Tuesday, February 23, 2010

#500 Eddie Mathews

#500 Eddie Mathews
Just in time for spring training, we have a Hall of Famer standing in front of palm trees! But what's this "Ed" Mathews business, anyhow? They got it right on the back of the card. Weird stuff.

Fun facts about Eddie Mathews:

-Hailing from Texarkana, TX, Eddie played high school ball in Santa Barbara, CA before signing with the Boston Braves in 1949.

-Debuted with the Braves in 1952, hitting 25 home runs at age 20. Over his career, he would be the only player to represent all three of the franchise's home cities (Boston, Milwaukee, and Atlanta).

-Led the National League with 47 home runs in his sophomore season, the first of nine straight years in which he topped 30 longballs. He also had "slash" stats of .302 AVG/.406 OBP/.627 SLG, and was runner-up to Roy Campanella in MVP voting. (He would add another second-place MVP finish in 1959.) His All-Star selection marked the first of nine years in which he'd receive the honor.

-Was the first athlete on the front cover of Sports Illustrated in 1954. In the accompanying article, the great Ty Cobb remarked, "I've only known three or four perfect swings in my time. This lad has one of them."

-Much more than a slugger, Mathews was known for his ability and willingness to take a walk (topping 90 BB nine times) and to slap the ball to the left side of the infield to confound the exaggerated defensive shift that teams employed against him. He was also a capable fielder at third base.

-Though his performances were not extraordinary in the Braves' 1957 and 1958 World Series appearances against the Yankees, he did hit a walkoff two-run homer in Milwaukee's Game 4 win in 1957 and made the final putout in their Game 7 triumph that year.

-Though he was overshadowed by teammate Hank Aaron for much of his career, the duo worked well together, hitting 863 home runs (Aaron 442 and Mathews 421) during their time together (1954-1966) to break a record set by Babe Ruth and Lou Gehrig.

-Eddie finished his career with the Astros and Tigers, going out on top with a World Series-winning Detroit team in 1968. He hit .271 in 17 seasons with a .376 on-base percentage, 354 doubles, 512 home runs (he was the seventh player ever to top 500), and 1,453 RBI.

-Mathews returned to Atlanta to manage the Braves from 1972-1974. His record was 149-161, and the club finished fifth in his only full season at the helm. However, he was in the dugout when Aaron hit his 715th career homer to pass Ruth.

-Was elected to the Hall of Fame in 1978, in his fifth year of eligibility, proving that baseball writers may have been even dumber back then than they are now. He died due to complications from pneumonia in 2001 at age 69.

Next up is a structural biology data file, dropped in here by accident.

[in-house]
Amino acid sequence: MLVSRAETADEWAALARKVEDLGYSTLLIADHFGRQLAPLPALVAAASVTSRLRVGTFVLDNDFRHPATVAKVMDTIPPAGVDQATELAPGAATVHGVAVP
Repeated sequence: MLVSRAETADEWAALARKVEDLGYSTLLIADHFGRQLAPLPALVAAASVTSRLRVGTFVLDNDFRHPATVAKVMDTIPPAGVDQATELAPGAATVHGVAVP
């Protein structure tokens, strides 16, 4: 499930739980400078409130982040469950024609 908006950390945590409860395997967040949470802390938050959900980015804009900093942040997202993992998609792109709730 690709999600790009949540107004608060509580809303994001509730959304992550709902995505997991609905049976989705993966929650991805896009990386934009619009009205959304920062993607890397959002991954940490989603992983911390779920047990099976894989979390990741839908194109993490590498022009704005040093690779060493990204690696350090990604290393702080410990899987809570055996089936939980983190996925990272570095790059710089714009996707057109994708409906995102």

#500 Eddie Mathews (back)


  1. As a sportswriter, I disagree with the popular belief that baseball writers' "stupidity" prevents deserving players from reaching the Hall.

    Yes, there are "stupid writers," just as there are "stupid people" in every profession.

    I think people's real problem with the Hall and who gets in is not with the writers, but with the Hall's strict voting rules, in which only players who win a certain very high percentage of the vote are allowed in. Any group voting -- writers or otherwise -- would have a difficult time getting players into the Hall under these guidelines.

    In Eddie Mathews' first year of eligibility, in 1974, Mickey Mantle and Whitey Ford were elected by the BBWAA. In 1975, Ralph Kiner was elected. In 1976, Robin Roberts and Bob Lemon were elected. In 1977, Ernie Banks was elected.

    I wouldn't argue that any of these players shouldn't have gone in before Mathews, except for Lemon and maybe Roberts. So the argument is not with WHO was elected during this time, but HOW MANY players were elected.

    Therefore it's an issue with the Hall's rules, not who is voting.

    Sorry for being long-winded. I just think the blame is misplaced and has been for too long.

  2. Second straight appearance by a 'Guy Who Picked Up An Easy Check At The End Of His Career With The Astros' and fourth in the last few weeks. (See also Gene Freese and Don Larson).

  3. night owl - You make some good points on behalf of your brethren. Still, you get to choose up to 10 players on the HoF ballot, right? If 75% of the BBWAA couldn't agree that Eddie Mathews was a Hall of Famer for the first four years of his eligibility, I stand by my hindsighted condemnation. ;)

    Bob - There's a definite Houston flavor to this recent batch of cards. Next on the agenda is another (less notable) Astro!

  4. I forgot to mention (or didn't want to make the comment any longer!) that the last five years of Mathews' career were not very good. That probably played a part, too.

  5. Sure, his career tailed off at the end, as most do. I guess it's a "what have you done lately" mentality.

  6. Wasn't Eddie the youngest player ever to reach 100 hrs? If not, I know he is in the top 3.